Four years after development on EverQuest Next began, Sony Online Entertainment finally showed it off today at its SOE Live fan fest event in Las Vegas. With an emphasis on player-created content and an open-ended gameplay experience, SOE president John Smedley sees the game as the launching point for a new “Emergent Era” in MMO games.

“We’re not just making the next MMO,” Smedley told GamesIndustry International. “We’re really inventing an entirely new genre within online gaming and we’re moving our entire company toward the concept of emergent content. Everquest Next is sort of the culmination of this concept of emergent gameplay where players are basically playing a large simulation, a large sandbox, and they’re making content themselves. And they’re part of this content ecosystem where players can sell or buy from one another, or from us. We’re basically taking the game and we’re stretching it in completely new ways with this emergent gameplay idea.”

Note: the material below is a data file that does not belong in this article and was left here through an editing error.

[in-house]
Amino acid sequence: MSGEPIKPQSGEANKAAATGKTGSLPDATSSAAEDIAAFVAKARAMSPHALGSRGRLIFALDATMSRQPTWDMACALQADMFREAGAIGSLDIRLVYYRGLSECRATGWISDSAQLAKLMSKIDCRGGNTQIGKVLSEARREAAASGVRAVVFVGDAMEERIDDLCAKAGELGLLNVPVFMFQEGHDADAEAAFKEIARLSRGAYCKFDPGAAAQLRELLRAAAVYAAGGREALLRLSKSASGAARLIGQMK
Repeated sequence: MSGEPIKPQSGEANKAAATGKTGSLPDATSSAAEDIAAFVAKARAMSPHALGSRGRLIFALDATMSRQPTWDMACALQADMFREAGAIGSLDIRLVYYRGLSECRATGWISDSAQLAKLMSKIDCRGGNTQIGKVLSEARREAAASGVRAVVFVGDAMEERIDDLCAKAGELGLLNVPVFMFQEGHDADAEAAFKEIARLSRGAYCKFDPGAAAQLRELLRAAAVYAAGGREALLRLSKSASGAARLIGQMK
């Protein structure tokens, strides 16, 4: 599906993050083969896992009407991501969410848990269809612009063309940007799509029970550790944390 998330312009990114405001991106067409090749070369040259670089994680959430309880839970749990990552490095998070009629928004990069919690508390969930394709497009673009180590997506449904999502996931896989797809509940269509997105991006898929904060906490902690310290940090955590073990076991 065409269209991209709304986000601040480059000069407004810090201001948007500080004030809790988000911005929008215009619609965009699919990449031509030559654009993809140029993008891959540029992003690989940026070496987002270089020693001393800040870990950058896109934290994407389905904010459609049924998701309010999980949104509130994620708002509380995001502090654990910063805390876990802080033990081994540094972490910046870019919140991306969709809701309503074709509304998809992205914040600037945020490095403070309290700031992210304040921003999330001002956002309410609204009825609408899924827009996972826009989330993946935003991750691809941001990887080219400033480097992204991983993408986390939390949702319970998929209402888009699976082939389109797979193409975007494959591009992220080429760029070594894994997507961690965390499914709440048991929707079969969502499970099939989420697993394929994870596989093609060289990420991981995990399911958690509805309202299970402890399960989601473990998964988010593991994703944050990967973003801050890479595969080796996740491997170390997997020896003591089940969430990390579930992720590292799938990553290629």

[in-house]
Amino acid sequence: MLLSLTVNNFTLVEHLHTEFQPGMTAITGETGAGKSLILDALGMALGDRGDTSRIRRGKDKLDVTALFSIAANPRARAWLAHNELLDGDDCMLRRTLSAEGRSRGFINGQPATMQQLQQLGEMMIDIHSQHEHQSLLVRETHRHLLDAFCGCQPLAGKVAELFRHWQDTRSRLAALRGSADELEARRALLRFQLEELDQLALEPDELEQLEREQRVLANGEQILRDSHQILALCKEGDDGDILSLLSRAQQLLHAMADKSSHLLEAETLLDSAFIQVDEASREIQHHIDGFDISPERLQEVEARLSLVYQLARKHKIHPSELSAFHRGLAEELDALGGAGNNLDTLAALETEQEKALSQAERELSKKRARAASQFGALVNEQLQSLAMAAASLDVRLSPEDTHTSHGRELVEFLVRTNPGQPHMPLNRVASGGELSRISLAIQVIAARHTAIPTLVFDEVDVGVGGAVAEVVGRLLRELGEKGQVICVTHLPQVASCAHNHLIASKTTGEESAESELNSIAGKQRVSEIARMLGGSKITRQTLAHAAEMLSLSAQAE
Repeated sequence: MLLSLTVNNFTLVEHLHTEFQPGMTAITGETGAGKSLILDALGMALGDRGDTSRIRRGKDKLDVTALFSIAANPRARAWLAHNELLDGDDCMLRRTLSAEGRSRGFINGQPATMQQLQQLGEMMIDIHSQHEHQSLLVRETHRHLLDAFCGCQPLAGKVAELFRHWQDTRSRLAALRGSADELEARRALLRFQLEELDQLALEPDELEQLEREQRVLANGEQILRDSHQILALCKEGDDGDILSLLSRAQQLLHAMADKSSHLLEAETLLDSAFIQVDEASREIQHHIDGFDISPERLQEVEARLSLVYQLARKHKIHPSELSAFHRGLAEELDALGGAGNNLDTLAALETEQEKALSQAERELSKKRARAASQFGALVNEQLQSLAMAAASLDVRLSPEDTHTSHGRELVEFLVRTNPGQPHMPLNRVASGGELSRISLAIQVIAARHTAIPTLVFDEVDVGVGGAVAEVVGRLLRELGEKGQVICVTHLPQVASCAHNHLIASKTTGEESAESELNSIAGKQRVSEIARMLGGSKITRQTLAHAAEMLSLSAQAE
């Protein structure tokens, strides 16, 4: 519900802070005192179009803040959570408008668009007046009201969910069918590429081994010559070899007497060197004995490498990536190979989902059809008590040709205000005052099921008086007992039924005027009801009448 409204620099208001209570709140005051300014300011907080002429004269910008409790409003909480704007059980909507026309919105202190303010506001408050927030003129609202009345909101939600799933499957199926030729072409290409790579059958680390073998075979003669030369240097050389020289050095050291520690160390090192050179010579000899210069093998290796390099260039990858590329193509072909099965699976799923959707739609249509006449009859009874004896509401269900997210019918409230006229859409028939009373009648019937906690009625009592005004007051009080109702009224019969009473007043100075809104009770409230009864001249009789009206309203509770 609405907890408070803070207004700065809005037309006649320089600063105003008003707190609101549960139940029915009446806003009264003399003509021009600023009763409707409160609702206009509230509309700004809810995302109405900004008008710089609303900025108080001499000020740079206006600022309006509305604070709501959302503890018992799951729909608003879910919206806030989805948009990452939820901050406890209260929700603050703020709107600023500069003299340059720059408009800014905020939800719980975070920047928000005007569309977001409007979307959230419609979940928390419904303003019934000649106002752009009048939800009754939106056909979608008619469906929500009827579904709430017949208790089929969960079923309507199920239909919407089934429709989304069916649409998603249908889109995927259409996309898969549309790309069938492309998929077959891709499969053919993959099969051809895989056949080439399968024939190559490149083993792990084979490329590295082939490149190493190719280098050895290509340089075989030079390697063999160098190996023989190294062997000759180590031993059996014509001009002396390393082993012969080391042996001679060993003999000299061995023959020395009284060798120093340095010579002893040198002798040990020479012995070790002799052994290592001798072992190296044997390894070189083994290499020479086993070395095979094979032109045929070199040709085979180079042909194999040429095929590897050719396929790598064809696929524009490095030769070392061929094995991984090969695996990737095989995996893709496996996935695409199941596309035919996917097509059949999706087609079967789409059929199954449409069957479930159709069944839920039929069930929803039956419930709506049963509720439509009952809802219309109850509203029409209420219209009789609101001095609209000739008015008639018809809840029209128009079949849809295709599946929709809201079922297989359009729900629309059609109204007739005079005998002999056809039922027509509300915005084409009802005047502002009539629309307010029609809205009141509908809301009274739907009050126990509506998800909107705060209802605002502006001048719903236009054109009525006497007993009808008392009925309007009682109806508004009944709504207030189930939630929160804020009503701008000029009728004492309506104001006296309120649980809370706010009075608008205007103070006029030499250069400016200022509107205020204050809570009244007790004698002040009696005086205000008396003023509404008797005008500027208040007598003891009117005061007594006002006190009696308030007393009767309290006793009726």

On the content creation front, SOE will launch the free-to-play EverQuest Next Landmark this winter. A building tool with an MMO’s social functionality, Landmark will let players work together to create their own structures (and sometime post-launch, other types of content as well) using resources collected from persistent worlds. Those creations will then be considered for inclusion in the full version of EverQuest Next, and SOE developers will give users guidance on what structures they most need during development. Ultimately, Landmark is expected to help address the problem of MMO game users consuming content faster than developers can actually create it.

John Smedley

“You’re not going to Disneyland. The equivalent is we drove you to Africa in the middle of the biggest wild animal preserve there is and handed you a jeep and a gun, and said have fun.”

John Smedley